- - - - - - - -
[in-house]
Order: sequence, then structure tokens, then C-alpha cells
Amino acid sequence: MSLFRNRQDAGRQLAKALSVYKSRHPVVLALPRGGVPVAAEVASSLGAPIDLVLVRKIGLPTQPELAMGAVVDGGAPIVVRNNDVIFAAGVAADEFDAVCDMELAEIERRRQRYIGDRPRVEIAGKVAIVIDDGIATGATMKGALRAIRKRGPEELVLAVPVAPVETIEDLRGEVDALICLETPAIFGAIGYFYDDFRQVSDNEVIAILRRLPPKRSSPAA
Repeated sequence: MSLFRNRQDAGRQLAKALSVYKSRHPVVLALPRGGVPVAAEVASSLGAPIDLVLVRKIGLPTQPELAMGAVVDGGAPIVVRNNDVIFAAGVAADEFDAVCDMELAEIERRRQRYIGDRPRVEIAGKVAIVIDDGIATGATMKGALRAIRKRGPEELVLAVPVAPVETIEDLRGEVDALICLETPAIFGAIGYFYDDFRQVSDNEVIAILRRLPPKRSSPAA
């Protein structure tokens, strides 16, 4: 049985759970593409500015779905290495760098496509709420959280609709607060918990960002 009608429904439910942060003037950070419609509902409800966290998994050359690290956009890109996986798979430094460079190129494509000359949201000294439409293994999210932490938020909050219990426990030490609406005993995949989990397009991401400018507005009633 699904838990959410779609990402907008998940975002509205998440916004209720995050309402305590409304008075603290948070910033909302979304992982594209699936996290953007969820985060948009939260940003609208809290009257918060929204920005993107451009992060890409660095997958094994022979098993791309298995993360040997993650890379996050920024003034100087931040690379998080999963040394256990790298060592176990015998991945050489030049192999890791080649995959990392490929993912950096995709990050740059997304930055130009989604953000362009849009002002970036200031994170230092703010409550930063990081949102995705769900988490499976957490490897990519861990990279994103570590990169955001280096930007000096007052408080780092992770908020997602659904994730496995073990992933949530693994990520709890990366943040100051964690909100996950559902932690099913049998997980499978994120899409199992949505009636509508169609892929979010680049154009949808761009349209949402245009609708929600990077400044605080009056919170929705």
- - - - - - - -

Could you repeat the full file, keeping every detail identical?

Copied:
[in-house]
Order: sequence, then structure tokens, then C-alpha cells
Amino acid sequence: MSLFRNRQDAGRQLAKALSVYKSRHPVVLALPRGGVPVAAEVASSLGAPIDLVLVRKIGLPTQPELAMGAVVDGGAPIVVRNNDVIFAAGVAADEFDAVCDMELAEIERRRQRYIGDRPRVEIAGKVAIVIDDGIATGATMKGALRAIRKRGPEELVLAVPVAPVETIEDLRGEVDALICLETPAIFGAIGYFYDDFRQVSDNEVIAILRRLPPKRSSPAA
Repeated sequence: MSLFRNRQDAGRQLAKALSVYKSRHPVVLALPRGGVPVAAEVASSLGAPIDLVLVRKIGLPTQPELAMGAVVDGGAPIVVRNNDVIFAAGVAADEFDAVCDMELAEIERRRQRYIGDRPRVEIAGKVAIVIDDGIATGATMKGALRAIRKRGPEELVLAVPVAPVETIEDLRGEVDALICLETPAIFGAIGYFYDDFRQVSDNEVIAILRRLPPKRSSPAA
């Protein structure tokens, strides 16, 4: 049985759970593409500015779905290495760098496509709420959280609709607060918990960002 009608429904439910942060003037950070419609509902409800966290998994050359690290956009890109996986798979430094460079190129494509000359949201000294439409293994999210932490938020909050219990426990030490609406005993995949989990397009991401400018507005009633 699904838990959410779609990402907008998940975002509205998440916004209720995050309402305590409304008075603290948070910033909302979304992982594209699936996290953007969820985060948009939260940003609208809290009257918060929204920005993107451009992060890409660095997958094994022979098993791309298995993360040997993650890379996050920024003034100087931040690379998080999963040394256990790298060592176990015998991945050489030049192999890791080649995959990392490929993912950096995709990050740059997304930055130009989604953000362009849009002002970036200031994170230092703010409550930063990081949102995705769900988490499976957490490897990519861990990279994103570590990169955001280096930007000096007052408080780092992770908020997602659904994730496995073990992933949530693994990520709890990366943040100051964690909100996950559902932690099913049998997980499978994120899409199992949505009636509508169609892929979010680049154009949808761009349209949402245009609708929600990077400044605080009056919170929705």